Quadratic Function Definition

 

In order to understand what a quadratic function is, let’s take a look at what a function is. A function takes a number as an input and, through a transformation on that number, results in an output. The most basic function is a linear function, structured like the following.

 

linear_function_explanation

 

The input of a function is usually called ‘x,’ while the output of a function is typically either ‘y’ or ‘f(x).’ Take a look at some examples of linear functions below.

x Function f(x)
1 f(x) = 10x + 30 40
-4 f(x) = -2x+1 9
3 f(x) = x + 50 53
10 f(x) = 2x 20

 

While a quadratic function is still a function, it is quite different from a linear function. The definitions of both are below.

Linear Function Quadratic Function
Standard Form f(x) = mx + b f(x) = ax^{2} + bx + c

OR

f(x) = a(x-h)^{2} + k

Relationship Linear Parabolic
Graph Straight line Parabola

Quadratic Function Properties

As you may have noticed, a quadratic function has two standard forms. The second equation is also known as the “vertex form.” You can take a look how to convert the standard form to the vertex form below.

Step Description Example
1 Start with the standard form f(x) = ax^{2} + bx + c f(x) = 3x^{2} + 6x + 1
2 For ease of notation, let f(x) be y y = 3x^{2} + 6x + 1
3 Move the numbers so all x’s are on one side y -1 = 3x^{2} + 6x
4 Simplify the right side so that the x^{2} term has a coefficient of 1 y -1 = 3(x^{2} + 2x)
5 We try to find the perfect square trinomial. Divide the ‘b’ term by 2, square it and that is the term we add to both sides b term transformation: (\frac{2}{2})^{2} = 1

y -1 +3(1) = 3(x^{2} + 2x + 1)

6 Just note, we add 3(1) on the left side because, in reality, we’re not adding 1 on the right side but 3 * 1.
7 Simplify the equation y - 2 = 3(x - 1)^{2}
8 Get the y term by itself again y = 3(x - 1)^{2} + 2

f(x) = 3(x - 1)^{2} + 2

As you can see, the resulting equation is in vertex form. The reason why this is called vertex form is because the h and k terms of the equation represent the coordinates for the vertex of the parabola.

Take our example from above. The (h,k) here is (1,2). Graphing the parabola, we get:

parabola_relationship

As you can see, the point where the parabola is mirrored can be found at point (1,2) on the graph. This is the definition of a vertex, where the line is defined as the axis of symmetry.

Factoring Quadratic Functions

Knowing how to factor a quadratic function can be one of the most important things that you will encounter in math relating to quadratic functions. When factoring a quadratic function, the most important rules of thumb to remember can be seen below.

1 Check for a common factor 4x^{2} + 2x = 2(x^{2} + x)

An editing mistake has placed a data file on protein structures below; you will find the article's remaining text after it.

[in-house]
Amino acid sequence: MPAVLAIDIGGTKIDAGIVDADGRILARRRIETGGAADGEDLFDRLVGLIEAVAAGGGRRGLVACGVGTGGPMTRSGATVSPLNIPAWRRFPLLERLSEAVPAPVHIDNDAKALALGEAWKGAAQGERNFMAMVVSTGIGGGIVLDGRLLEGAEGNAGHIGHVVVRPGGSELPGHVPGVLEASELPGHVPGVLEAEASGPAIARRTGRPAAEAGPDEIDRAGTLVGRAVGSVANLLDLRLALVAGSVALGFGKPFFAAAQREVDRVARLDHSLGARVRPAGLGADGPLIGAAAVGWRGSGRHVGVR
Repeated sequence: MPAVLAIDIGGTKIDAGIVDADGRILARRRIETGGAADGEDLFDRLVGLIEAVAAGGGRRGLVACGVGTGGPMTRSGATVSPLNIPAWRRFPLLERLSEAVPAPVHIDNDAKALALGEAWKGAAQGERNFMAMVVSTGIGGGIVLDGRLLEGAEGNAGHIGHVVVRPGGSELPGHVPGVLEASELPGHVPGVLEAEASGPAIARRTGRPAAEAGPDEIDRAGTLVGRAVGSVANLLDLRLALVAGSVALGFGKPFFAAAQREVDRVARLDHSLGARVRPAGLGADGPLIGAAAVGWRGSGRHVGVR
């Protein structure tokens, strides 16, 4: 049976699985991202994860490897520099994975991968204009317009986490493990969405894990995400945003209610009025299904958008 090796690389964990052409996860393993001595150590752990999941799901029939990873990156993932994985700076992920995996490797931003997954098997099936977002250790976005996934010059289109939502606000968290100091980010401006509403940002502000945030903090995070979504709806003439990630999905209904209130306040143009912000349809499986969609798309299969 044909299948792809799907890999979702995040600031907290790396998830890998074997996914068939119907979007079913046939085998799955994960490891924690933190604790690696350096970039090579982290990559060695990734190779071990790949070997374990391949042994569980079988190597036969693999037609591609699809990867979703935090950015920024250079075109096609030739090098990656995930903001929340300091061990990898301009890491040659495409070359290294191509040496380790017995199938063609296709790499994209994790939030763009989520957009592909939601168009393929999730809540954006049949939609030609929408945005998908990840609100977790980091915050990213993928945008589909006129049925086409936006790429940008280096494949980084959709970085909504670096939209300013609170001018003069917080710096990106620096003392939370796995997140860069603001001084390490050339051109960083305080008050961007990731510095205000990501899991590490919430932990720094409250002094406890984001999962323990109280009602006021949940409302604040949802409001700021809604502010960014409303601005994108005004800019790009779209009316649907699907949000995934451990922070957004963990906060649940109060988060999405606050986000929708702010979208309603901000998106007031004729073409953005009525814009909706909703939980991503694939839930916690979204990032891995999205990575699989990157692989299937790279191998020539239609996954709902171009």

2 Find the two numbers where that equal to a*c and add up to b x^{2} + 3x - 4

- (4 * -1) = -4 = a*c

- (4 + -1) = 3 = b

These two rules can help us get to the desired output. It’s also important to keep in mind that there is sometimes what is called a perfect square. Take a look at the form below, which gives us the following:

quadratic_simplification

Take a look at an example of a perfect square below.

    \[ (x+3)^{2} = (x+3)(x+3) \]

    \[ (x+3)(x+3) = x^{2} + 3^{2} + 3x + 3x \]

    \[ a^{2} +2ab + b^{2} = x^{2} + 6x + 3^{2} \]

Vertex of Quadratic Function

When we talk about the vertex of a quadratic function, it is important to understand what we’re talking about. Imagine a parabola folded in half. The point where we fold it in half is called the axis of symmetry. This is because both sides of the fold contain a symmetrical part of the parabola.

The vertex of a quadratic function is the point on the graph of that function where, if we were to fold it, would correspond to the lowest or highest point. Take a look at the image below to get a better idea of the vertex.

In terms of what the point actually means, each coordinate corresponds to a different part of the function. Take a look at the table below for a description.

h Horizontal shift This point determines how many spaces to the right or left the graph has shifted from 0
k Vertical shift This point determines how many spaces up or down the graph has shifted from 0

Take a look at the image below to see the difference these coordinates make in the graph.

parabola_comparison

A B C
x^{2} (x-1)^{2} + 1 (x-1)^{2} + 5
(0,0) (1,1) (1,5)

Problem 1

You want to know the roots to a quadratic function. Given the following function, factor the quadratic function. After factoring the function, find the roots of the function.

    \[ 3x^{2} + 9x - 12 \]

Problem 2

Transform the following function from the standard form to the vertex form.

    \[ x^{2} + 3x - 4 \]

Problem 3

Describe the transformation that occurs from going to function A to function B. Give the vertex of both functions.

  • A: (x-1)^{2} + 1
  • B: (x-1)^{2} + 5

Solution Problem 1

Here is the solution to this problem:

    \[ 3x^{2} + 9x - 12 \]

    \[ 3(x^{2} + 3x - 4) \]

    \[ 3(x+4)(x-1) \]

    \[ 3(x+4)(x-1) = 0 \]

    \[ (x+4) = 0 \; and \; (x-1) = 0 \]

The roots are -4 and 1.

Solution Problem 2

Here is the solution:

    \[ y = x^{2} + 4x - 4 \]

    \[ y + 4 = x^{2} + 4x \]

    \[ y + 4 + (\frac{4}{2})^{2} = x^{2} + 4x + (\frac{4}{2})^{2} \]

    \[ y + 4 + 4 = x^{2} + 4x + 4 \]

    \[ y + 8 = (x+2)^{2} \]

    \[ y = (x+2)^{2} - 8 \]

Solution Problem 3

Going from (x-1)^{2} + 1 to (x-1)^{2} + 5 means going from vertex (1,1) to vertex (1,5). This means that while the shape of the parabola stays the same, we are shifting 5 units up for each point.

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Danica

Located in Prague and studying to become a Statistician, I enjoy reading, writing, and exploring new places.